“To transcend fear we must move somewhere else emotionally; we must move into love.” – Elisabeth Kubler-Ross

We must move into love, and in doing so we make it an active choice rather than an intellectual one.

We’ve heard the call to choose love over fear.

Has it worked for you? Because I’ll admit I’m starting to get that choosing isn’t enough.

And so I did, mostly because I pride myself on walking my talk, but also because I reached out and asked for help.

Some time ago, I began thinking about shooting video, but every time I thought of it my entire being clenched, gripped by the fear of putting myself out there in a new way.

It felt dangerous and vulnerable.

I let myself feel the fear, and I even began to question it, examining it from various angles.

One day I found myself reaching out and asking a friend for support. He was brilliant in that he didn’t just give me advice on how to make videos.  He showed up on my doorstep with his equipment and proceeded to record our conversation for two hours.

Two hours of facing my fear, and moving into love.

Two hours of talking about love and fear and freedom, and other topics I’m passionate about.

At some point I realized I’d almost forgotten about the cameras I was so into our conversation.

I realized that love and fear can’t coexist.

We can never feel them at the same time. It’s impossible.

I realized that choosing love is only the first step.

Moving into love must follow, an ongoing practice that breathes life into us when we most need it.

In saying yes to doing the video, I chose love over fear.

In sharing it here with you, I move into love once again.

Because to keep this to myself goes against how I want to live my life.

I want you to get, just like I did, that I’m OK exactly the way I am.

If I want to help others reclaim their freedom, I have to make the move into love, over and over and over again.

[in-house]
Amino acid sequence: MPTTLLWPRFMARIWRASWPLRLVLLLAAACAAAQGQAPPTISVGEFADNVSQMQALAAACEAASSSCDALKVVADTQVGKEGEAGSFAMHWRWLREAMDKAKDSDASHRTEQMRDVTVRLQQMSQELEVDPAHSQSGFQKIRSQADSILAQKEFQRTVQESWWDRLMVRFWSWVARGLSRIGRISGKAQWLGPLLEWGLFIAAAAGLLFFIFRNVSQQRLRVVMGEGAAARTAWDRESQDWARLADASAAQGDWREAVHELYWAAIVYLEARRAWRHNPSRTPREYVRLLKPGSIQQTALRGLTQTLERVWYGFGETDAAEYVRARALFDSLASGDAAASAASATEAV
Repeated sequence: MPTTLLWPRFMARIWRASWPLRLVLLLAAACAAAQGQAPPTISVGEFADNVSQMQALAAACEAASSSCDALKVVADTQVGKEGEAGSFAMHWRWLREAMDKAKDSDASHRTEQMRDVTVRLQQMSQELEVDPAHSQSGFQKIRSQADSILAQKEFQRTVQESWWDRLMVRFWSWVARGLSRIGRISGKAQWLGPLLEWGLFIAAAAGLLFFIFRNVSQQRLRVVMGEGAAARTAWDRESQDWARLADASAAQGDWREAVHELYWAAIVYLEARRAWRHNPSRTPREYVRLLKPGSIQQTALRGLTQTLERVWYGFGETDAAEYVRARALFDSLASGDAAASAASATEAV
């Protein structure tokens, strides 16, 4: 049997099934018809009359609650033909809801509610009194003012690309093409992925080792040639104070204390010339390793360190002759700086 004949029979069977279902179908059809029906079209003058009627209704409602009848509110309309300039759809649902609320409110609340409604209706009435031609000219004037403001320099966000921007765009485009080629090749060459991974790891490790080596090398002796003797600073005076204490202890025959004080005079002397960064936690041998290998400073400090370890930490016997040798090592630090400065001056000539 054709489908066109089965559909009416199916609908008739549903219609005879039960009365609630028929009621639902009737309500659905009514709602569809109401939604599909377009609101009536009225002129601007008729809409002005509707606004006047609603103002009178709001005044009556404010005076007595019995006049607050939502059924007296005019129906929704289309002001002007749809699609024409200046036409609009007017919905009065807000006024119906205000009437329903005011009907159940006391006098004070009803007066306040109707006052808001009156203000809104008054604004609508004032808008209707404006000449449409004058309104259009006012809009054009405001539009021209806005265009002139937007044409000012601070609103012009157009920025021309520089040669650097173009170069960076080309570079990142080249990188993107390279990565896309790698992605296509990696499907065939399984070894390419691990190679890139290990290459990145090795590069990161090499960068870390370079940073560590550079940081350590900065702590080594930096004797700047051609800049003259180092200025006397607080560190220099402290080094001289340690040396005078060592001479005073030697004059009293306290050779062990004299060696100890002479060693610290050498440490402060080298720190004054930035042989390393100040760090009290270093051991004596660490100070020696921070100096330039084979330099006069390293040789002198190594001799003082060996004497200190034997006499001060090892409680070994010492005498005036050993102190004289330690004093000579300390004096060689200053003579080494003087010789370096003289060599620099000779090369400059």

It’s not a one-time thing.

And I am reminded of Marianne Williamson’s prayer,

Dear God,

Help me today to choose love over fear, that I might work miracles for myself and others. Where I am tempted to attack or defend, please guide my mind to a gentler place.

Amen.  

Don’t Give Up

 

It’s darkest before the dawn.

It’s a cliché, but it’s also the truth, and similarly breakdowns usually precede the greatest breakthroughs.

breakdown, [noun]
a breaking down, wearing out, or sudden loss of ability to function efficiently.

We resist the breakdown, seeing it as failure, a judgment of who we are and what we’re capable of.

But maybe you’re just worn out. Maybe seeing it from this perspective would help you be more loving, more compassionate with yourself.

When the breakdown happens we feel desperate, lost, afraid, and one more action, one more try feels Herculean.

This is the moment that tests us beyond what we think is possible, because in this moment it seems the only path is to stop, quit, let go of the dream.

This is the moment to face your fear – the one that crowds everything else out of your mind, body, and spirit.

Don’t give up.

You’re not beaten yet.

“I wanted to teach myself some life lessons at the age of 60 and one of them was that you don’t give up.” – Diana Nyad

Let the turmoil within you stoke the fire of your emotions to fuel your next step, even if it feels small.

Do what you have to do to feel good, even if only for moments at a time.

Your dreams and desires deserve this effort.

Don’t give up.

Ask for what you want.

Ask for support.

Ask again.

Just don’t give up.

 

* it takes strength to be gentle and kind: photo credit – Nicole (Briant) Melton

Feeling Joy, Finding Ananda

 

In grade 2, my best friend was Barb, a girl of Scottish descent who loved books, reading, creativity, and play.